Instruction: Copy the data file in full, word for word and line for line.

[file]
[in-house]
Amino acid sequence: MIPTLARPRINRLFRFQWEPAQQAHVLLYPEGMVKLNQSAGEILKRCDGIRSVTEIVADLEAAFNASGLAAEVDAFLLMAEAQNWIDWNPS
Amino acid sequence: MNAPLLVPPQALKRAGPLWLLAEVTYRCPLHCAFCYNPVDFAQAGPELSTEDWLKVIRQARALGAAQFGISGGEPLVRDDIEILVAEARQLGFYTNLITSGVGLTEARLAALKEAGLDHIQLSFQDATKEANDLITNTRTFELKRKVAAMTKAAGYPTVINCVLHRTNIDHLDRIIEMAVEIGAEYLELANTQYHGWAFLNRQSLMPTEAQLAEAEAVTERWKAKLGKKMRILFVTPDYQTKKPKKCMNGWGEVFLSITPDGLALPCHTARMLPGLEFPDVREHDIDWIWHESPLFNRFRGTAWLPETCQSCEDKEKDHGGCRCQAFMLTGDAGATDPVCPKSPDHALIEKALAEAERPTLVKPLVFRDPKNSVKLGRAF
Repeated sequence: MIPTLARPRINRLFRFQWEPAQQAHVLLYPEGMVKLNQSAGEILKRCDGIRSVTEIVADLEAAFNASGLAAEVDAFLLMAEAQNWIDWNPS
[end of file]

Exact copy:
[in-house]
Amino acid sequence: MIPTLARPRINRLFRFQWEPAQQAHVLLYPEGMVKLNQSAGEILKRCDGIRSVTEIVADLEAAFNASGLAAEVDAFLLMAEAQNWIDWNPS
Amino acid sequence: MNAPLLVPPQALKRAGPLWLLAEVTYRCPLHCAFCYNPVDFAQAGPELSTEDWLKVIRQARALGAAQFGISGGEPLVRDDIEILVAEARQLGFYTNLITSGVGLTEARLAALKEAGLDHIQLSFQDATKEANDLITNTRTFELKRKVAAMTKAAGYPTVINCVLHRTNIDHLDRIIEMAVEIGAEYLELANTQYHGWAFLNRQSLMPTEAQLAEAEAVTERWKAKLGKKMRILFVTPDYQTKKPKKCMNGWGEVFLSITPDGLALPCHTARMLPGLEFPDVREHDIDWIWHESPLFNRFRGTAWLPETCQSCEDKEKDHGGCRCQAFMLTGDAGATDPVCPKSPDHALIEKALAEAERPTLVKPLVFRDPKNSVKLGRAF
Repeated sequence: MIPTLARPRINRLFRFQWEPAQQAHVLLYPEGMVKLNQSAGEILKRCDGIRSVTEIVADLEAAFNASGLAAEVDAFLLMAEAQNWIDWNPS